During May and June 2015 our team returned to Madagascar to film a six part series with History. Please click the link below to learn more.
The Whydah season is underway! After a long trip to Madagascar working off the island Sainte-Marie on a History series, we have returned to Cape Cod and are excited to continue the archeological excavation of the Whydah site. This season poses new challenges as we are determined to revisit an area of the shipwreck that has eluded us for years. The 2014-15 winter was active and has shifted the sandbars favorably giving us hope that we will be able to uncover new wreckage. We also have a great team!
The Whydah pirates have arrived at The Museum of Idaho, May 8th through November 28th, with more than 1000 artifacts, including the only authentic pirate treasure ever discovered.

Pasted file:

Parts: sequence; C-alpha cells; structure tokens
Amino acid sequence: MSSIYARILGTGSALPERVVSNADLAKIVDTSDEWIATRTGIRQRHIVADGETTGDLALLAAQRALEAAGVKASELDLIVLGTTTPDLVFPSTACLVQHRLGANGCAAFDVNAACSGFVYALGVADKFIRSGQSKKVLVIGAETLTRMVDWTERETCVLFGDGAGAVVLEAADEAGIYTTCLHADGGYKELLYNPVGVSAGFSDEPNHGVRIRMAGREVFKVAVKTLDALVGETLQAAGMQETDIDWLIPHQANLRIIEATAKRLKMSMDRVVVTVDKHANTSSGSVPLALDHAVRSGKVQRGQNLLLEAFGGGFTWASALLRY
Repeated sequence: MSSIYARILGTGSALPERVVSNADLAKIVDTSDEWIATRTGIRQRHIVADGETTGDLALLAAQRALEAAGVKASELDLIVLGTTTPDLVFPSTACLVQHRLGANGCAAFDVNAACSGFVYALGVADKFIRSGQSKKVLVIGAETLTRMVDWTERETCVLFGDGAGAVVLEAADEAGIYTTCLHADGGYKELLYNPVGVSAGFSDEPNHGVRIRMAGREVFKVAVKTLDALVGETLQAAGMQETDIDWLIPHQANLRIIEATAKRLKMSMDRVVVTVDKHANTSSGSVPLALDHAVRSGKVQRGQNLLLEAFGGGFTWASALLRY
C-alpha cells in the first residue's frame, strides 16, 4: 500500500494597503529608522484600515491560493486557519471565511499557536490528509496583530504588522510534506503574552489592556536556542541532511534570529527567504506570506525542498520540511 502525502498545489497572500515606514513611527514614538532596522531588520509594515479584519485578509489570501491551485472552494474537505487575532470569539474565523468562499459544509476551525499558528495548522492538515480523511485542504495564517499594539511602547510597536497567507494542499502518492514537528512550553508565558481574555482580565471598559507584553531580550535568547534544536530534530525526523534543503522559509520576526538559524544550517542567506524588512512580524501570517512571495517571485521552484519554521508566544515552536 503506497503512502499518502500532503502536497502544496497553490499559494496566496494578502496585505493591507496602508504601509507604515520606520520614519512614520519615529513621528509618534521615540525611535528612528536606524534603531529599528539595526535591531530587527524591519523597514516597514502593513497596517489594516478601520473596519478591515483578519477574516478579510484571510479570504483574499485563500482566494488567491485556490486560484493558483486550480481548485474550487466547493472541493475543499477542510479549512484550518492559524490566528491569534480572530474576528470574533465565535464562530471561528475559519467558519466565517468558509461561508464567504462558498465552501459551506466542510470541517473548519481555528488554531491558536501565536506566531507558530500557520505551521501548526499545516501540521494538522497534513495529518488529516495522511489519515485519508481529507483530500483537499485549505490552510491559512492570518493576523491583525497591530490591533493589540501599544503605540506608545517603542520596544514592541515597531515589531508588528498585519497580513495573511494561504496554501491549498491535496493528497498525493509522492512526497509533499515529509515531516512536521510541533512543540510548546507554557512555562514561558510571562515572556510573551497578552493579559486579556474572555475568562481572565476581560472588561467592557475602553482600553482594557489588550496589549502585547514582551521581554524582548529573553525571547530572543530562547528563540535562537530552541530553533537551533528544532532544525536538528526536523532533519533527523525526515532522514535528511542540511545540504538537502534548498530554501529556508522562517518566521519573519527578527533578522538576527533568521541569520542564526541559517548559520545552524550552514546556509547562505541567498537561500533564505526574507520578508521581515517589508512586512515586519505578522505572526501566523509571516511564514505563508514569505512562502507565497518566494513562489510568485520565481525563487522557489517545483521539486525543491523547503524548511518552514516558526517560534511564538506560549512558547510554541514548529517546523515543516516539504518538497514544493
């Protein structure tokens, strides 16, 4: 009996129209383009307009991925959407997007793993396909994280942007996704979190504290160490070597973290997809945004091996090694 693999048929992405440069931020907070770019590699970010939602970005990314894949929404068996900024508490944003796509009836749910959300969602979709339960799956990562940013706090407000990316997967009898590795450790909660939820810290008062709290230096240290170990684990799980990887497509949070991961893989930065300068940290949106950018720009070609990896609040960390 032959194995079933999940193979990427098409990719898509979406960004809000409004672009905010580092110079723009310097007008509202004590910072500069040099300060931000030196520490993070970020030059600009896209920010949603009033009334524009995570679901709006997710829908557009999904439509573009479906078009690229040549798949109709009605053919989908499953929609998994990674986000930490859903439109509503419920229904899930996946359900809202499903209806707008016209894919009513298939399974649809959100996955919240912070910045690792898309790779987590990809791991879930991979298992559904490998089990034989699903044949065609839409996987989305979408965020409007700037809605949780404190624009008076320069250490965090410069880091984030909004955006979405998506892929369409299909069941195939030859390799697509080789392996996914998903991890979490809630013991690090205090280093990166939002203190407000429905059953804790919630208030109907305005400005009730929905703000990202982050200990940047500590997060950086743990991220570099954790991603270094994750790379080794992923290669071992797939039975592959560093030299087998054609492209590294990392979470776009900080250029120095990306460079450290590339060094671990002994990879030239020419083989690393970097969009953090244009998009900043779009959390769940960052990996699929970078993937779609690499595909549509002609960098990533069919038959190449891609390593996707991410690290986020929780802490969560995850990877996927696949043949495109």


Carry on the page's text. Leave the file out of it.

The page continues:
Visitors experience pirate life in the 18th century aboard the Whydah, slave ship turned pirate ship. The Whydah was the first fully-authenticated pirate shipwreck ever discovered and the only one in U.S. waters. One of the most technologically advanced vessels of her day, the Whydah was captured by legendary pirate Sam Bellamy and his crew in the early 1700s. It quickly became the flagship of Bellamy’s flotilla, leading raids throughout Caribbean waters and up the Atlantic coastline. On April 26, 1717, a fierce storm plummeted the Whydah, most of her crew, and the bounty from more than 50 captured ships, into the depths of Davey Jones’ Locker, where it remained for over 300 years. Real Pirates personally relates to visitors by sharing compelling true stories of the diverse people whose lives converged on the Whydah before it’s demise. From 11-year old John King, who was the youngest-known pirate on the ship, to the ship’s captain, Sam Bellamy, who was known as the “Prince of Pirates” and commonly-referred to as Black Sam, visitors get a rare opportunity to become part of this mysterious world.